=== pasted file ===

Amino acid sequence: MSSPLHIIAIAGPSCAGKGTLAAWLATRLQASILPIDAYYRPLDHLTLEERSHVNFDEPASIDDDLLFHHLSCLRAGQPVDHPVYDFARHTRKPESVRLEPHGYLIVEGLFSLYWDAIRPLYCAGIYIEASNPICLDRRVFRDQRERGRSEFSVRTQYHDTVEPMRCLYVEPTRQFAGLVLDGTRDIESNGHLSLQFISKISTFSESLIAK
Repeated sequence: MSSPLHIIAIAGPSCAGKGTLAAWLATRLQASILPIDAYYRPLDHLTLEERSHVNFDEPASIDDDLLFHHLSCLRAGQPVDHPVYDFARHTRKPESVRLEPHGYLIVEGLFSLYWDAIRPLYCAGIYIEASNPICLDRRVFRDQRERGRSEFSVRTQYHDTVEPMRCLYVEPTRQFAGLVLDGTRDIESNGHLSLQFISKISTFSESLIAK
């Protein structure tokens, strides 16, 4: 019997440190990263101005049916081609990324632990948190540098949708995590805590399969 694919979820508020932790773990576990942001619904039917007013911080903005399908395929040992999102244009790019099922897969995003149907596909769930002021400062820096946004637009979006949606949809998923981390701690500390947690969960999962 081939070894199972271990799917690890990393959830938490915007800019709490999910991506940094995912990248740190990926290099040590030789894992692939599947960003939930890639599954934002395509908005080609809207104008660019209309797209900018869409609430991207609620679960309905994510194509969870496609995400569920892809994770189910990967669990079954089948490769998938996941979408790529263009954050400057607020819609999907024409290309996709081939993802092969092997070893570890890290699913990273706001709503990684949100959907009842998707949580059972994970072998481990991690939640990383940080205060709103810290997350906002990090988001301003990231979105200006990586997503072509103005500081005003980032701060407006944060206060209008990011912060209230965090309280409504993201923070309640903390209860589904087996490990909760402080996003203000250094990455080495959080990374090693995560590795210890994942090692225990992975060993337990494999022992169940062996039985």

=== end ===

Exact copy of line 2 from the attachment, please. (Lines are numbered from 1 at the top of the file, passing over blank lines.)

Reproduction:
Repeated sequence: MSSPLHIIAIAGPSCAGKGTLAAWLATRLQASILPIDAYYRPLDHLTLEERSHVNFDEPASIDDDLLFHHLSCLRAGQPVDHPVYDFARHTRKPESVRLEPHGYLIVEGLFSLYWDAIRPLYCAGIYIEASNPICLDRRVFRDQRERGRSEFSVRTQYHDTVEPMRCLYVEPTRQFAGLVLDGTRDIESNGHLSLQFISKISTFSESLIAK